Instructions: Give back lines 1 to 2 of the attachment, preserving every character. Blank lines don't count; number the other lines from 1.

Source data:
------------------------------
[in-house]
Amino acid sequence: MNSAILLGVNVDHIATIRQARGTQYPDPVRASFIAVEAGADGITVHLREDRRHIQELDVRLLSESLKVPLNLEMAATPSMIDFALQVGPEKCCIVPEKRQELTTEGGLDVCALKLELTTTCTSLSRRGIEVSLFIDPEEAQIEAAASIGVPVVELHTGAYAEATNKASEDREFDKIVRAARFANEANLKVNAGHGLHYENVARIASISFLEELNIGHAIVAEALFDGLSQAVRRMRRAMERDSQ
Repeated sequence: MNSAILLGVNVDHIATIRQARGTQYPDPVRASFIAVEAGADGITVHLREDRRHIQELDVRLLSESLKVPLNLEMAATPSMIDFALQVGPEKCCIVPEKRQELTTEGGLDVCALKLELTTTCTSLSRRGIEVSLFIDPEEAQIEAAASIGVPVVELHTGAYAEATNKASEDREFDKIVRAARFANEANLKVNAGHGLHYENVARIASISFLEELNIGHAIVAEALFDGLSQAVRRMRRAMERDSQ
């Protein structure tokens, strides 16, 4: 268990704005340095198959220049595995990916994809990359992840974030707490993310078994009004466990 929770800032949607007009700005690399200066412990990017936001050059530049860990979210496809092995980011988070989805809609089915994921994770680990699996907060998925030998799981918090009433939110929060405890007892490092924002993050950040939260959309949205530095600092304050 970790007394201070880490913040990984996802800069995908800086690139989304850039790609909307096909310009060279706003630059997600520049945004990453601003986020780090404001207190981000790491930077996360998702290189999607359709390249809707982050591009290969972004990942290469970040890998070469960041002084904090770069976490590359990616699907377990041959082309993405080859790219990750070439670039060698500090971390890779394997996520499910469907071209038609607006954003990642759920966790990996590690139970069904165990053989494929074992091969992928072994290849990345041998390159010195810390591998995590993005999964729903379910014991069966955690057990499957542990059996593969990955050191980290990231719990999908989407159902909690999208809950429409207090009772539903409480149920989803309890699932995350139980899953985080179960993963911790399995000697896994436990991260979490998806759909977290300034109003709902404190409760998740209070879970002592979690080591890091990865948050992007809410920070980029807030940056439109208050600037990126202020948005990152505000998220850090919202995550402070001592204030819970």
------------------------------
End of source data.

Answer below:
[in-house]
Amino acid sequence: MNSAILLGVNVDHIATIRQARGTQYPDPVRASFIAVEAGADGITVHLREDRRHIQELDVRLLSESLKVPLNLEMAATPSMIDFALQVGPEKCCIVPEKRQELTTEGGLDVCALKLELTTTCTSLSRRGIEVSLFIDPEEAQIEAAASIGVPVVELHTGAYAEATNKASEDREFDKIVRAARFANEANLKVNAGHGLHYENVARIASISFLEELNIGHAIVAEALFDGLSQAVRRMRRAMERDSQ